What is Scrum?
Scrum is a lightweight framework for agile product development that encourages team members to work on a problem together. It helps teams gather knowledge from experience and learn self-organization by working on an issue.
Difference between Agile and Scrum
|Agile is a flexible way of executing projects where either scope, time, or cost get adjusted based on the pace of the project.||Scrum is an agile software development framework. Scrum is a framework that serves as a foundation for agile software development.|
|Agile is a mindset that enables us to embrace change and respond to it quickly and deliberately while controlling risk.||Sprint is a core of Scrum, and the sprint cycle can’t be more than one month. All events take place within a defined time box.|
|But agile is much more than just mindset. Agile that we refer to has originated from the manifesto for agile software development. A manifesto crafted by 17 people in 2001.||In Scrum, the cross-functional teams are self-managed, and they have collective ownership for delivery.|
|Agile software development is a common term for frameworks and methodologies that share values and principles described in the manifesto.||Scrum has five values — courage, commitment, focus, respect, and openness that help the team to be self-managed|
|Agile values and principles enable adaptiveness in approach while solving complex problems.||Scrum has three roles that help in defining clear accountability.|
|Continuous delivery of the working Product is the priority in Agile.||Scrum has three artifacts to enable transparency in terms of To-Do (Product Backlog), Doing (Sprint Backlog), and Done (Increment), and also Scrum has five events that provide opportunities to inspect and adapt.|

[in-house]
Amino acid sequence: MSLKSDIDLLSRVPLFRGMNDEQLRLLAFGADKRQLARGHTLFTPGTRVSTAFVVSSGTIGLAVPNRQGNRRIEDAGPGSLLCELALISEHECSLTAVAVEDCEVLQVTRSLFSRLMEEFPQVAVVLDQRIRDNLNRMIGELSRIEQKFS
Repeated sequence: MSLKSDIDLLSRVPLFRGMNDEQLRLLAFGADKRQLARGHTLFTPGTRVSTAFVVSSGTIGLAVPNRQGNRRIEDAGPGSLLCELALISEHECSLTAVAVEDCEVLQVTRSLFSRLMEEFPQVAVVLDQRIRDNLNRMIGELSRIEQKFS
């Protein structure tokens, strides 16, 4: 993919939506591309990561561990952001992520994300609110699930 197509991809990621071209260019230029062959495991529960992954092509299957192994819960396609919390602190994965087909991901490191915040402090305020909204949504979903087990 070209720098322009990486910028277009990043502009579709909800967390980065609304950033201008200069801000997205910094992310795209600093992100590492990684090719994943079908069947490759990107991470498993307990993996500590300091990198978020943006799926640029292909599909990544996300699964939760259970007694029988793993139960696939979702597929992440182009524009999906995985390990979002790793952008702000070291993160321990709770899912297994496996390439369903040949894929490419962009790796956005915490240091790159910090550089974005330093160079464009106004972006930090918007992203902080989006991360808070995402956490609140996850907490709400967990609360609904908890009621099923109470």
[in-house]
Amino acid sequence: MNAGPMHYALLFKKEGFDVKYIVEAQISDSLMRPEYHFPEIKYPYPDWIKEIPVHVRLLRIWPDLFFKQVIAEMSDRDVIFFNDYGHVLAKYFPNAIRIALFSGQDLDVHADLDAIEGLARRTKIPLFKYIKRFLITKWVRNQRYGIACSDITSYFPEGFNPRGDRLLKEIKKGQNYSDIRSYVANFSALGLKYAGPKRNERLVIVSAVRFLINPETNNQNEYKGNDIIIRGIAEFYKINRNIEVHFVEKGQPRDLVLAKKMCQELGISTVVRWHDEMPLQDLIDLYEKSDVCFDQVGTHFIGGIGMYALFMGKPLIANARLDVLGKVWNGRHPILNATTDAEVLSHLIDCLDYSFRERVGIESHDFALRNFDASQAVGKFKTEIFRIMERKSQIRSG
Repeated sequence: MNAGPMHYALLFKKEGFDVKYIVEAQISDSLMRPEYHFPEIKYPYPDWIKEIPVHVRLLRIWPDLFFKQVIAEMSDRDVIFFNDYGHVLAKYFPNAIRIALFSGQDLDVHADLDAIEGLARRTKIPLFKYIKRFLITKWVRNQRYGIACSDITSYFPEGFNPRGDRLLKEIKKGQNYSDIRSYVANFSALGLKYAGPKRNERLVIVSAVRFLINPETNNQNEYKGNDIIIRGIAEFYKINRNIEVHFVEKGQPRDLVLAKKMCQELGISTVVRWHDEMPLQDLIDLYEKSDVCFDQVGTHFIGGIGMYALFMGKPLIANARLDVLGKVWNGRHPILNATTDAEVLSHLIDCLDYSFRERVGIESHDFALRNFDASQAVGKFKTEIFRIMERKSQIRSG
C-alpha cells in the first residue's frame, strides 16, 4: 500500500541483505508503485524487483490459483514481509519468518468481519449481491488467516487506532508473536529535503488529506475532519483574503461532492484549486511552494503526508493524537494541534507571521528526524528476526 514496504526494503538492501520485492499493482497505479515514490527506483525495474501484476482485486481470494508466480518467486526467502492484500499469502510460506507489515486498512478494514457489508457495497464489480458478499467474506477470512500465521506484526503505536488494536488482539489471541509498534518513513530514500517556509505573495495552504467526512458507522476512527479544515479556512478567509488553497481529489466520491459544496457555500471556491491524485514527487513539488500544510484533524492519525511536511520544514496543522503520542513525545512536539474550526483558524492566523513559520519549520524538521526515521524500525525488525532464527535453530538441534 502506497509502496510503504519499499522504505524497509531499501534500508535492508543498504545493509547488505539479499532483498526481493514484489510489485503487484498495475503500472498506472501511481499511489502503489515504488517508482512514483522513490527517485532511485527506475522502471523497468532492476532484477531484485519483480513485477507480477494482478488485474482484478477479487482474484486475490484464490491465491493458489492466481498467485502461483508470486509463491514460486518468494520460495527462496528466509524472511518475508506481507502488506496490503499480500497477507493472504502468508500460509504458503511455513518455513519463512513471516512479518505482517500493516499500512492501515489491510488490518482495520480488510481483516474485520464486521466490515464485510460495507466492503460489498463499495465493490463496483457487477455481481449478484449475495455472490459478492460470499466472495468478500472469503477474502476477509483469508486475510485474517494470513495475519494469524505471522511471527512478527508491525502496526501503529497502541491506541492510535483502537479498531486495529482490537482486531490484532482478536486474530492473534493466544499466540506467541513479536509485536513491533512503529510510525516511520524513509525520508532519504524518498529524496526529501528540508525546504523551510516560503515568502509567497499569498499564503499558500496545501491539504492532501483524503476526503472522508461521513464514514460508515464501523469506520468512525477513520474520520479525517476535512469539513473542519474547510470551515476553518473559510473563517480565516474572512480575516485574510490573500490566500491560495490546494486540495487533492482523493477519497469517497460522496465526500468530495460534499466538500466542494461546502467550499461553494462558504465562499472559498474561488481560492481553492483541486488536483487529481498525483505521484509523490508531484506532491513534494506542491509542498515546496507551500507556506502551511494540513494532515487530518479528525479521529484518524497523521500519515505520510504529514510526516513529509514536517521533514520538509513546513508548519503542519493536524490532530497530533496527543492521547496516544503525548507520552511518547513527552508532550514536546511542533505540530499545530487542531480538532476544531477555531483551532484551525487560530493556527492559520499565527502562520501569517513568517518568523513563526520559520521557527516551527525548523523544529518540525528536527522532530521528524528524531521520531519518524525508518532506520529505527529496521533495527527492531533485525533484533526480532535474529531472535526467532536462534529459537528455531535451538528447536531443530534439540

What are Scrum Values?
The bottom line is that successful Scrum depends on the entire
team embodying specific values.
The values of Scrum drive it’s implementation. The 5 values of Scrum includes-
Scrum Teams need to be open to learning new things and opportunities. Transparency and seeking help is a value that is appreciated.
The ability to commit makes the Scrum team agile. Commitment makes it easy to build an agile culture. Scrum teams should deliver on their commitments and take up only tasks they are confident of completing.
Commitment to delivering complex work requires courage. Courage is one of the cornerstones of Scrum. Scrum Teams shouldn’t hesitate to say no, seek help, or try new things.
Focus is key to developing a product successfully using Scrum. The goal should be to limit the amount of work-in-progress (WIP) to stay focused on the task at hand.
Scrum advocates respect where all members respect the Scrum Master, Product Owner, Development Team, and stakeholder’s accountability. Everyone’s contribution is equally respected, and the team’s success relies on mutual collaboration.
Scrum Roles and Responsibilities
The Scrum framework has 3 roles where each have their own
As per Scrum Guide, Scrum Masters are accountable for Scrum Team’s effectiveness. The Scrum Master ensures the successful implementation of the Scrum framework while focusing on principles and values.
The Scrum Master is responsible to serves Scrum Team, Product Owner, and Organizations. They serve by doing the following:
- Coach and impart training to team members and stakeholders
- Facilitate Scrum events (as needed), team decisions, and conflict resolutions
- Causing the removal of impediments that become barriers to successful product delivery
- Removing barriers between stakeholders and Scrum Teams
A Product Owner is an individual accountable for maximizing the value of work done by the Scrum Team. In addition, the product owner optimizes the business value by creating and maintaining the product backlog.